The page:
United States v. Glenn

667 F.2d 1269 (1982)

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United States v. Glenn

United States Court of Appeals for the Ninth Circuit
667 F.2d 1269 (1982)

  • Written by Patrick Speice, JD

Facts

Gary Glenn (defendant) was pulled over by a park ranger for driving erratically in a national park. During the traffic stop, the ranger found a jar of hand-rolled cigarettes that contained phencyclidine in the car, and Glenn subsequently tested positive for phencyclidine. The ranger also found several plastic bags of marijuana in the pocket of a coat in the car and 16 other plastic bags of marijuana, a box of empty plastic bags, a small scale, a packet of cigarette rolling papers, and a map of the area with handwritten numbers that seemingly reflected earnings in a toolbox in the car. Glenn was pulled over on a day when the park’s employees were paid and had several hundred dollars with him in the car despite being unemployed at the time. Glenn was arrested and charged with various drug crimes, including possession with intent to distribute marijuana. At trial, an expert testified that the 185 grams of marijuana found in Glenn’s car far exceeded the amount an individual would typically have for personal use. Glenn claimed that he had purchased such a large amount of marijuana for personal use because the price was good and used the scale to verify the amount purchased. Glenn further explained that the money in his possession had come from working odd jobs and receiving a tax refund. The jury convicted Glenn, and Glenn appealed, arguing that the evidence did not prove beyond a reasonable doubt that Glenn intended to distribute the marijuana.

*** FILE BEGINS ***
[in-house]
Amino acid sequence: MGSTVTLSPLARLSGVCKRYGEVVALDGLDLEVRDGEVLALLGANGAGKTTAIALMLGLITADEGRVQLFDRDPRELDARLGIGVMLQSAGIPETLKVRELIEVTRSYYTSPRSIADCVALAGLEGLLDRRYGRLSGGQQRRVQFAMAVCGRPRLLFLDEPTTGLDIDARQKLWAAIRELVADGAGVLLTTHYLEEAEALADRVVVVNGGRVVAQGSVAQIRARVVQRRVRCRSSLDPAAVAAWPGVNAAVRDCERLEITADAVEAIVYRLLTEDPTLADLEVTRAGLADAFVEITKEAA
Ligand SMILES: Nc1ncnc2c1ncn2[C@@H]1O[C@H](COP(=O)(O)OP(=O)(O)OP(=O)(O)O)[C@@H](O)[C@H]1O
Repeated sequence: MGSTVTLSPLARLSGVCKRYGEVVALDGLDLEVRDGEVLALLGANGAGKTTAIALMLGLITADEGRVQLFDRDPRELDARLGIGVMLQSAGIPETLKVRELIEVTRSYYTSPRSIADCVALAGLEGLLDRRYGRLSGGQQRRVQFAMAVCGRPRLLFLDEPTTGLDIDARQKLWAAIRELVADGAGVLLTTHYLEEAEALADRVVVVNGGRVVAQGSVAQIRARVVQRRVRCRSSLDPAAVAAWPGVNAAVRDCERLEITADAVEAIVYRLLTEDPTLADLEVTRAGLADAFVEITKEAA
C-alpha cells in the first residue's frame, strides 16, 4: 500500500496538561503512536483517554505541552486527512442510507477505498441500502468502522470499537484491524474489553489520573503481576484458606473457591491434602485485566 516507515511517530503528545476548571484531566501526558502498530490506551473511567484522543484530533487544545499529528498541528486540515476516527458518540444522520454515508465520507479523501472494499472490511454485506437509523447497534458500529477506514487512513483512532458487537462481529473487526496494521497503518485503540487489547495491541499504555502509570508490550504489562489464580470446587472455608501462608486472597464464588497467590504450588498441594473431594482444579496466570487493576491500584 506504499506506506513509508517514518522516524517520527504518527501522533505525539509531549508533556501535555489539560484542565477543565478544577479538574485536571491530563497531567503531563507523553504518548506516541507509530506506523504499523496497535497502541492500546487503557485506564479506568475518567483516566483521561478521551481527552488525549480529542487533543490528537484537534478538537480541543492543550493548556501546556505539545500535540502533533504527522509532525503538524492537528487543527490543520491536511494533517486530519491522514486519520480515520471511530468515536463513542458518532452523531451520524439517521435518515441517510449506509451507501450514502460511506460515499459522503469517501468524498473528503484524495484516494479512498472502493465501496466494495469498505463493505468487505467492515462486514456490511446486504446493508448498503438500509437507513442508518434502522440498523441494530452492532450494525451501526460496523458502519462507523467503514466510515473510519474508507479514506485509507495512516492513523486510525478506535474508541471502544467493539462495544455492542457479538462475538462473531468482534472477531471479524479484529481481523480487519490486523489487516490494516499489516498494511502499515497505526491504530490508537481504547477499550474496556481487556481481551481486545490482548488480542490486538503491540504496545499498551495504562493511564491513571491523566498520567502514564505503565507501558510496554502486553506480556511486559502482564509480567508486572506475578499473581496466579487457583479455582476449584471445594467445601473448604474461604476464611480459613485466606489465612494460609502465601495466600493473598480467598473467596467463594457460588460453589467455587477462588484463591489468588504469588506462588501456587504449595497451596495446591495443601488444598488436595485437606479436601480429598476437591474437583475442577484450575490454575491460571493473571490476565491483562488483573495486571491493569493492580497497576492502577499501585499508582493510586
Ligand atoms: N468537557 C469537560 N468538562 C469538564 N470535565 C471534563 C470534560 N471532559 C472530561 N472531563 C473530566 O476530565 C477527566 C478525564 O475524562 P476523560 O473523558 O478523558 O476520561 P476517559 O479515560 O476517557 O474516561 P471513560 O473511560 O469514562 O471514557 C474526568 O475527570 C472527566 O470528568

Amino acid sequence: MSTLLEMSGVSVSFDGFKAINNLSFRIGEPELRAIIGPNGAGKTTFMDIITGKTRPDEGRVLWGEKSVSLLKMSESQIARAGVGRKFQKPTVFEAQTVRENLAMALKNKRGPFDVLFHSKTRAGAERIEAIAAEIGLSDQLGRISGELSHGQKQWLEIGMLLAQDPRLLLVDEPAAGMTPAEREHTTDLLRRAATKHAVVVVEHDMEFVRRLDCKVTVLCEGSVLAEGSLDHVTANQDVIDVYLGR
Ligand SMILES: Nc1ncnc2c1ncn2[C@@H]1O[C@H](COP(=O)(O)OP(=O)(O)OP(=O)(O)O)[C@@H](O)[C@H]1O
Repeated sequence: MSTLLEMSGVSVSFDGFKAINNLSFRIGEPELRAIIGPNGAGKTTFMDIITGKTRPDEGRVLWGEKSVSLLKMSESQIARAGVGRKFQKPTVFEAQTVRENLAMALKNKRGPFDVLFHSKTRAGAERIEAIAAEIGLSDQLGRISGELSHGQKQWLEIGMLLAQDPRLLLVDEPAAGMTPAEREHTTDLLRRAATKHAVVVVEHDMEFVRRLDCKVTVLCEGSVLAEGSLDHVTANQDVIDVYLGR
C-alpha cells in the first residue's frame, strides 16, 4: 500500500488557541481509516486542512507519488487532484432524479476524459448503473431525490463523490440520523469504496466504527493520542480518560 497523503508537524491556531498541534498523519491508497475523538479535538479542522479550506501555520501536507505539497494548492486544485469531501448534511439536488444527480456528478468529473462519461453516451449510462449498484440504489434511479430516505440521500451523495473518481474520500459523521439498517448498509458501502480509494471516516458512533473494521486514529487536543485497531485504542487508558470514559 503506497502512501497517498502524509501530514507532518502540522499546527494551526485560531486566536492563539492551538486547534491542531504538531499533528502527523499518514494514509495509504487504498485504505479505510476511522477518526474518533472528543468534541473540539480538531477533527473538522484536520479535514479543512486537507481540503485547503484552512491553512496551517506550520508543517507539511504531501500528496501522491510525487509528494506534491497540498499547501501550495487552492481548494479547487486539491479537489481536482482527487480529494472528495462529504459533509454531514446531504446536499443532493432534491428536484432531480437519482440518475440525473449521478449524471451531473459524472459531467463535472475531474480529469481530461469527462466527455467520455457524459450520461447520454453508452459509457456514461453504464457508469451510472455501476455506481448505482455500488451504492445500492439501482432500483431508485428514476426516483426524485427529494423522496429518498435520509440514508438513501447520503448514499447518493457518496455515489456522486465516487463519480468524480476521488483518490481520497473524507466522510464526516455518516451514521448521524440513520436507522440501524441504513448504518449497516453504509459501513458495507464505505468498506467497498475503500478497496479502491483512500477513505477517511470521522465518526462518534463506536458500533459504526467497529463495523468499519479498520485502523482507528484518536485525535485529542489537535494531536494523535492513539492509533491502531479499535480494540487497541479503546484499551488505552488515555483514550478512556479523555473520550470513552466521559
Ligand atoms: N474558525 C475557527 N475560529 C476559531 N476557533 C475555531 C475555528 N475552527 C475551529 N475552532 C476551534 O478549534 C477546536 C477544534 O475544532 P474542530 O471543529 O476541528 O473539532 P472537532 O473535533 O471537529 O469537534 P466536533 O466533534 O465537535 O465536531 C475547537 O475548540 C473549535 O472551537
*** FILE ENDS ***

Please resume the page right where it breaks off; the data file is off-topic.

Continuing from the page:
Rule of Law

Issue

Holding and Reasoning (Fletcher, J.)

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